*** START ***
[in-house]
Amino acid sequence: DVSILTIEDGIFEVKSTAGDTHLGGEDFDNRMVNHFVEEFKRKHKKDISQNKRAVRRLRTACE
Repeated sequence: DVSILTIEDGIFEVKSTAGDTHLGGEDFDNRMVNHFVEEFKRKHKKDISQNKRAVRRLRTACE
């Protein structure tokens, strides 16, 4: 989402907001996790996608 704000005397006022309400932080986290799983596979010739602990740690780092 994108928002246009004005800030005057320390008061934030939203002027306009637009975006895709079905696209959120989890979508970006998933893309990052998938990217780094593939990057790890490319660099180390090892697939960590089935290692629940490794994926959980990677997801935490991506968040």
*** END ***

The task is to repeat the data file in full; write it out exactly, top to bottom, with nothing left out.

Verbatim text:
[in-house]
Amino acid sequence: DVSILTIEDGIFEVKSTAGDTHLGGEDFDNRMVNHFVEEFKRKHKKDISQNKRAVRRLRTACE
Repeated sequence: DVSILTIEDGIFEVKSTAGDTHLGGEDFDNRMVNHFVEEFKRKHKKDISQNKRAVRRLRTACE
């Protein structure tokens, strides 16, 4: 989402907001996790996608 704000005397006022309400932080986290799983596979010739602990740690780092 994108928002246009004005800030005057320390008061934030939203002027306009637009975006895709079905696209959120989890979508970006998933893309990052998938990217780094593939990057790890490319660099180390090892697939960590089935290692629940490794994926959980990677997801935490991506968040």